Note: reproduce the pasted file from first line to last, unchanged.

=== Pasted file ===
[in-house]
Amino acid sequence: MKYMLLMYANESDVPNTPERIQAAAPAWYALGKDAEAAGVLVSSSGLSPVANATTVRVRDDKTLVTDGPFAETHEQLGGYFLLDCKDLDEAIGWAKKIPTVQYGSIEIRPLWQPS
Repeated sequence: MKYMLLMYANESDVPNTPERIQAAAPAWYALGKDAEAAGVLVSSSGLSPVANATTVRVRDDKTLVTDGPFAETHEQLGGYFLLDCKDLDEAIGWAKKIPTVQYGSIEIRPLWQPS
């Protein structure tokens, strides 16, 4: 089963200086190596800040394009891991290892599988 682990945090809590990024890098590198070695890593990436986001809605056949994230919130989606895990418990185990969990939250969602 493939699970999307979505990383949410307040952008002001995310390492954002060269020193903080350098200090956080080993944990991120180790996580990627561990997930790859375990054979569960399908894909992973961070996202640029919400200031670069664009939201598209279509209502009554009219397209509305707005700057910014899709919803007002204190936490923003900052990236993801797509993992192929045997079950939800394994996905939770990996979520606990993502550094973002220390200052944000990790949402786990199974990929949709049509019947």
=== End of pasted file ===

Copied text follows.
[in-house]
Amino acid sequence: MKYMLLMYANESDVPNTPERIQAAAPAWYALGKDAEAAGVLVSSSGLSPVANATTVRVRDDKTLVTDGPFAETHEQLGGYFLLDCKDLDEAIGWAKKIPTVQYGSIEIRPLWQPS
Repeated sequence: MKYMLLMYANESDVPNTPERIQAAAPAWYALGKDAEAAGVLVSSSGLSPVANATTVRVRDDKTLVTDGPFAETHEQLGGYFLLDCKDLDEAIGWAKKIPTVQYGSIEIRPLWQPS
């Protein structure tokens, strides 16, 4: 089963200086190596800040394009891991290892599988 682990945090809590990024890098590198070695890593990436986001809605056949994230919130989606895990418990185990969990939250969602 493939699970999307979505990383949410307040952008002001995310390492954002060269020193903080350098200090956080080993944990991120180790996580990627561990997930790859375990054979569960399908894909992973961070996202640029919400200031670069664009939201598209279509209502009554009219397209509305707005700057910014899709919803007002204190936490923003900052990236993801797509993992192929045997079950939800394994996905939770990996979520606990993502550094973002220390200052944000990790949402786990199974990929949709049509019947």